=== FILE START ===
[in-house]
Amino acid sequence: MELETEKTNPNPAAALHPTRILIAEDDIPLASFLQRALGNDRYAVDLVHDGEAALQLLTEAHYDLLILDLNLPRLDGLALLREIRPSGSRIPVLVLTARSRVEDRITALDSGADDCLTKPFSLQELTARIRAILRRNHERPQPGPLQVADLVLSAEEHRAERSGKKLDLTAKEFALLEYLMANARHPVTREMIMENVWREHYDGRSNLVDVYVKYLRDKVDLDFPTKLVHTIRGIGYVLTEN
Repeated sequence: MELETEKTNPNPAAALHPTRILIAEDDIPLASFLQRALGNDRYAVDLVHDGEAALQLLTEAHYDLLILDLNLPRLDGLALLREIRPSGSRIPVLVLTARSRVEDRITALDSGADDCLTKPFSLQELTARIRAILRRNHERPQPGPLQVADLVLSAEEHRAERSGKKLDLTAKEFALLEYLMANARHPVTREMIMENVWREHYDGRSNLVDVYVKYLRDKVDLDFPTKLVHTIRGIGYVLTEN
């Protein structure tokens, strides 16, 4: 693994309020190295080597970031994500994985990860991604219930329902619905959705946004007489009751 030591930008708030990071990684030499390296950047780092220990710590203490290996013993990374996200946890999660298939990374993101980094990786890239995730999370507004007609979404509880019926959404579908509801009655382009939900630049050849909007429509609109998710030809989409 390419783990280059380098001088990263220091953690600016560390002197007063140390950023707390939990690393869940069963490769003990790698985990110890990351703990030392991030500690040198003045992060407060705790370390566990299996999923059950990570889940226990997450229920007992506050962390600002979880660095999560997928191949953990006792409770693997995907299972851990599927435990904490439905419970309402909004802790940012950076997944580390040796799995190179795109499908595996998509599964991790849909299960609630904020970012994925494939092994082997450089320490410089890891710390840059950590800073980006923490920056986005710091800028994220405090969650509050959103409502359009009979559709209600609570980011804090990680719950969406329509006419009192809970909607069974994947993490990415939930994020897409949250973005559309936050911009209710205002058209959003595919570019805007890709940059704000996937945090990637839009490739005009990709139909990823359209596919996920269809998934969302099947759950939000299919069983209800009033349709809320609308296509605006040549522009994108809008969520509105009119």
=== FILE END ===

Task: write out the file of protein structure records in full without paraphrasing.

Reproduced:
[in-house]
Amino acid sequence: MELETEKTNPNPAAALHPTRILIAEDDIPLASFLQRALGNDRYAVDLVHDGEAALQLLTEAHYDLLILDLNLPRLDGLALLREIRPSGSRIPVLVLTARSRVEDRITALDSGADDCLTKPFSLQELTARIRAILRRNHERPQPGPLQVADLVLSAEEHRAERSGKKLDLTAKEFALLEYLMANARHPVTREMIMENVWREHYDGRSNLVDVYVKYLRDKVDLDFPTKLVHTIRGIGYVLTEN
Repeated sequence: MELETEKTNPNPAAALHPTRILIAEDDIPLASFLQRALGNDRYAVDLVHDGEAALQLLTEAHYDLLILDLNLPRLDGLALLREIRPSGSRIPVLVLTARSRVEDRITALDSGADDCLTKPFSLQELTARIRAILRRNHERPQPGPLQVADLVLSAEEHRAERSGKKLDLTAKEFALLEYLMANARHPVTREMIMENVWREHYDGRSNLVDVYVKYLRDKVDLDFPTKLVHTIRGIGYVLTEN
């Protein structure tokens, strides 16, 4: 693994309020190295080597970031994500994985990860991604219930329902619905959705946004007489009751 030591930008708030990071990684030499390296950047780092220990710590203490290996013993990374996200946890999660298939990374993101980094990786890239995730999370507004007609979404509880019926959404579908509801009655382009939900630049050849909007429509609109998710030809989409 390419783990280059380098001088990263220091953690600016560390002197007063140390950023707390939990690393869940069963490769003990790698985990110890990351703990030392991030500690040198003045992060407060705790370390566990299996999923059950990570889940226990997450229920007992506050962390600002979880660095999560997928191949953990006792409770693997995907299972851990599927435990904490439905419970309402909004802790940012950076997944580390040796799995190179795109499908595996998509599964991790849909299960609630904020970012994925494939092994082997450089320490410089890891710390840059950590800073980006923490920056986005710091800028994220405090969650509050959103409502359009009979559709209600609570980011804090990680719950969406329509006419009192809970909607069974994947993490990415939930994020897409949250973005559309936050911009209710205002058209959003595919570019805007890709940059704000996937945090990637839009490739005009990709139909990823359209596919996920269809998934969302099947759950939000299919069983209800009033349709809320609308296509605006040549522009994108809008969520509105009119």